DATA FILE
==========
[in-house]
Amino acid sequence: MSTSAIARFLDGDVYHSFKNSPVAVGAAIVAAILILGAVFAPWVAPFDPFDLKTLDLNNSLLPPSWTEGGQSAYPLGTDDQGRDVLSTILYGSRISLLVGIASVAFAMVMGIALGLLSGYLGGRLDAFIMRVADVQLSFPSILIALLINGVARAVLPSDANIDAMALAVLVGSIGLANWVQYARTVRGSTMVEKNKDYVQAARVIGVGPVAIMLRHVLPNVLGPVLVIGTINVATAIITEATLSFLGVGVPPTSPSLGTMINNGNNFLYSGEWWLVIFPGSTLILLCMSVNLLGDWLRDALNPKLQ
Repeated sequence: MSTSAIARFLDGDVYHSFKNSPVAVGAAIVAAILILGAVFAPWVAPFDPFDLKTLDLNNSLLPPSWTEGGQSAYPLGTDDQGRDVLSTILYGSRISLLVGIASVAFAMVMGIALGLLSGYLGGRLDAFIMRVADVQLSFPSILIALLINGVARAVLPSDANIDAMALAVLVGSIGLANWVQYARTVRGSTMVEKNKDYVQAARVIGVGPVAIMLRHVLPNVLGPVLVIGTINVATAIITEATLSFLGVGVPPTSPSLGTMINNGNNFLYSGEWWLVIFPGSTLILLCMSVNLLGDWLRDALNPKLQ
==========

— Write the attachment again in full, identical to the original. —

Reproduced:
[in-house]
Amino acid sequence: MSTSAIARFLDGDVYHSFKNSPVAVGAAIVAAILILGAVFAPWVAPFDPFDLKTLDLNNSLLPPSWTEGGQSAYPLGTDDQGRDVLSTILYGSRISLLVGIASVAFAMVMGIALGLLSGYLGGRLDAFIMRVADVQLSFPSILIALLINGVARAVLPSDANIDAMALAVLVGSIGLANWVQYARTVRGSTMVEKNKDYVQAARVIGVGPVAIMLRHVLPNVLGPVLVIGTINVATAIITEATLSFLGVGVPPTSPSLGTMINNGNNFLYSGEWWLVIFPGSTLILLCMSVNLLGDWLRDALNPKLQ
Repeated sequence: MSTSAIARFLDGDVYHSFKNSPVAVGAAIVAAILILGAVFAPWVAPFDPFDLKTLDLNNSLLPPSWTEGGQSAYPLGTDDQGRDVLSTILYGSRISLLVGIASVAFAMVMGIALGLLSGYLGGRLDAFIMRVADVQLSFPSILIALLINGVARAVLPSDANIDAMALAVLVGSIGLANWVQYARTVRGSTMVEKNKDYVQAARVIGVGPVAIMLRHVLPNVLGPVLVIGTINVATAIITEATLSFLGVGVPPTSPSLGTMINNGNNFLYSGEWWLVIFPGSTLILLCMSVNLLGDWLRDALNPKLQ